Credit: PROFESSOR JOHN ZAJICEK/Science Source
And, importantly, view the impact of MS through the eyes of individual patients who generously tell their stories of how they build their lives around their abilities, not their disabilities.
The road to a cure for MS lies ahead. Along the way, clinicians, physicians, and patients are sharing their stories of working toward that goal at The Multiple Sclerosis Journey. We invite you to join them.
Walk with us.
Region- and lineage-specific transcriptomic changes appear to be responsible for the characteristic pathobiology of multiple sclerosis (MS).
A study that used single-nucleus RNA sequencing to assess changes in cell lineages in MS lesions has shed light on the selective cortical neuron damage and glial activation that contribute to the progression of MS lesions.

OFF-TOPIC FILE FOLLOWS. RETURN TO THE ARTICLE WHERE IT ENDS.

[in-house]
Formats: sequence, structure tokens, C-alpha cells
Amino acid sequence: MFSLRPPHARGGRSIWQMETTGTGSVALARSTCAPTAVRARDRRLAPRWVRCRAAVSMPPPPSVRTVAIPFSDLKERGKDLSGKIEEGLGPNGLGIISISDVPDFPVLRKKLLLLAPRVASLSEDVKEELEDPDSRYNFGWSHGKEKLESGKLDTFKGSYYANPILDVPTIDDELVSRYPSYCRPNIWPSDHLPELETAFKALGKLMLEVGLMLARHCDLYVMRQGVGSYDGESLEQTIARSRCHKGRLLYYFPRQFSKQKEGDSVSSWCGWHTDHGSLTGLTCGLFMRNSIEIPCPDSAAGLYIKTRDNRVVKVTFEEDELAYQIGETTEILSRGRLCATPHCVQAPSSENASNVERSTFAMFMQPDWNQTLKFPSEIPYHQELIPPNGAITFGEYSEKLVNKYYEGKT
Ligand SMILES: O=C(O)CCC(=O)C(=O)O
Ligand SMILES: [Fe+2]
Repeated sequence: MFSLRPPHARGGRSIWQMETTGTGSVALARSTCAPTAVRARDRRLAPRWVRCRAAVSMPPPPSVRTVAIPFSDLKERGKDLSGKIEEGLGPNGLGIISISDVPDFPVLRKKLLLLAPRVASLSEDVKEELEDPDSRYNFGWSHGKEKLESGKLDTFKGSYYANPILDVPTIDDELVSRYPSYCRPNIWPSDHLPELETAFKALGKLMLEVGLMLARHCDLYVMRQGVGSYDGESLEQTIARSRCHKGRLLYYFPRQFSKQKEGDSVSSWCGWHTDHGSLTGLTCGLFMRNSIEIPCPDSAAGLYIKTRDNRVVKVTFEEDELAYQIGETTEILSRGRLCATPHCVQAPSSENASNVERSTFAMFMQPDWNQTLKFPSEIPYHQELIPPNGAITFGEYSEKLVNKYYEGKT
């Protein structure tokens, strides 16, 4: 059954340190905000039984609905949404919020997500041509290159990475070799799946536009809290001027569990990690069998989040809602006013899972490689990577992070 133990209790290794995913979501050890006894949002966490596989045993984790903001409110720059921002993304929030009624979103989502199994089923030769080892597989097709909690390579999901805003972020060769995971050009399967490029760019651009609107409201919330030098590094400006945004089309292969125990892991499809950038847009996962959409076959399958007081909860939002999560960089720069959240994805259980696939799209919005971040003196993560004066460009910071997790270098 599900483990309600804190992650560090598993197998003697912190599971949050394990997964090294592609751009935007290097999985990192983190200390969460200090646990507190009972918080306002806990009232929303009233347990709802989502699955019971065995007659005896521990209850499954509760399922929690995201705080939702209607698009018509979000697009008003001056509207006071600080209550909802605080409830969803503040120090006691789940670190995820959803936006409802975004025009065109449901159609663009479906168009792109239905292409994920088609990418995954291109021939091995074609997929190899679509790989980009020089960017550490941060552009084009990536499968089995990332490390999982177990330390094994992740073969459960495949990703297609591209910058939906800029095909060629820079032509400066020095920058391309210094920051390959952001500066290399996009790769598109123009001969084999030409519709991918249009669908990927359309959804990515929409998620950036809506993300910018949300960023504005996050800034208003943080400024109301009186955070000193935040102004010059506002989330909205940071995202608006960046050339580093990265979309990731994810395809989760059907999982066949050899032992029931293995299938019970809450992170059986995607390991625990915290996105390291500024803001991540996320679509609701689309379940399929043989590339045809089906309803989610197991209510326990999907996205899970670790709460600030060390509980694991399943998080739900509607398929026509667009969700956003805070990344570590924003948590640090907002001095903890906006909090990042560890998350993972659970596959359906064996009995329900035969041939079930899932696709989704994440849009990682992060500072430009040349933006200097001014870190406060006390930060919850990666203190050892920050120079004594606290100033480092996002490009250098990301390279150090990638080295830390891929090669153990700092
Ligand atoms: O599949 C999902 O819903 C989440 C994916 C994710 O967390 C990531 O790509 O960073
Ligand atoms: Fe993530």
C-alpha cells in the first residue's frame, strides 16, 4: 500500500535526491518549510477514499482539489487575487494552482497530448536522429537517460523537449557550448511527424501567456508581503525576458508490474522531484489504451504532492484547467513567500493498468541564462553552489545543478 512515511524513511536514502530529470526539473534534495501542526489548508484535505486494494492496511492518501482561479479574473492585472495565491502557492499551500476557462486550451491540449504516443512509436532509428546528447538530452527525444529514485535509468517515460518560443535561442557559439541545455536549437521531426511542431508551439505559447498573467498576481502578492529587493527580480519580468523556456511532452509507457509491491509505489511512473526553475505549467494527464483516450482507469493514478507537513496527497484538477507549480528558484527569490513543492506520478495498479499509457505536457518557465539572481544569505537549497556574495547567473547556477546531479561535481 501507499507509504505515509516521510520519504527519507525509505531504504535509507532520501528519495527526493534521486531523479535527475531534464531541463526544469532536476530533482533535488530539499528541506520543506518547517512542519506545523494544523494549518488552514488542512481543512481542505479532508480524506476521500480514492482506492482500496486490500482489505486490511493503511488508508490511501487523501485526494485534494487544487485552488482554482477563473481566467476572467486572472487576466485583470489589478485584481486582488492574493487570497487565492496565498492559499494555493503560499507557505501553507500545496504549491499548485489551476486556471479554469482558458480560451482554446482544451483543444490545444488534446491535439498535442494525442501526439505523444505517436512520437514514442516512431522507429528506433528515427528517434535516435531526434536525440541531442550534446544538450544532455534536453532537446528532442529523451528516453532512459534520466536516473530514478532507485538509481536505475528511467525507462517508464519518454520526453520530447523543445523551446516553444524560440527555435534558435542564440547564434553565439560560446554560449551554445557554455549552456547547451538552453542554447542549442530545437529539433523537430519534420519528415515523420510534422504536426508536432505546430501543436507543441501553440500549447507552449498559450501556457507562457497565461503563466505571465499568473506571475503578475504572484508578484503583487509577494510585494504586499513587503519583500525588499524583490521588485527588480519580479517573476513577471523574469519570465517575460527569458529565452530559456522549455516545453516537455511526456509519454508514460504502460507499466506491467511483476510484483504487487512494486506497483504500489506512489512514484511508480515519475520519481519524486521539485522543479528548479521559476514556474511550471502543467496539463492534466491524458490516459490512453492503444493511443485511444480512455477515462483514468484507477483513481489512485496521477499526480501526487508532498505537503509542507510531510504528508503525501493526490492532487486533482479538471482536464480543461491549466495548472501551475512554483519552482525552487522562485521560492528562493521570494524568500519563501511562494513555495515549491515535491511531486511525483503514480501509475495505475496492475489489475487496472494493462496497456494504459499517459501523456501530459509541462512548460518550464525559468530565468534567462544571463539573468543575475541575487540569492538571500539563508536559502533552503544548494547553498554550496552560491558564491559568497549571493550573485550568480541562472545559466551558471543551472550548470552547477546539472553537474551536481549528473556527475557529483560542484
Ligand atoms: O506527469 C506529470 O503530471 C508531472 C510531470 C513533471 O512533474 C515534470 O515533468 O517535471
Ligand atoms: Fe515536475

Multiple sclerosis patients who are young, male and have mild disability are more likely to be employed, based on a recent analysis of multiple sclerosis registries across North America, Germany, and the United Kingdom.
Sheila DeMelle was diagnosed at age 17 with multiple sclerosis. For most of her life, her MS didn’t slow her down too much. “My disability was invisible. I knew I had it; I knew the symptoms,” but her symptoms weren’t readily apparent.
Nearly one in five patients with a diagnosis of multiple sclerosis (MS) was found to be misdiagnosed upon further evaluation at specialized academic centers, according to a retrospective study published in Multiple Sclerosis and Related Disorders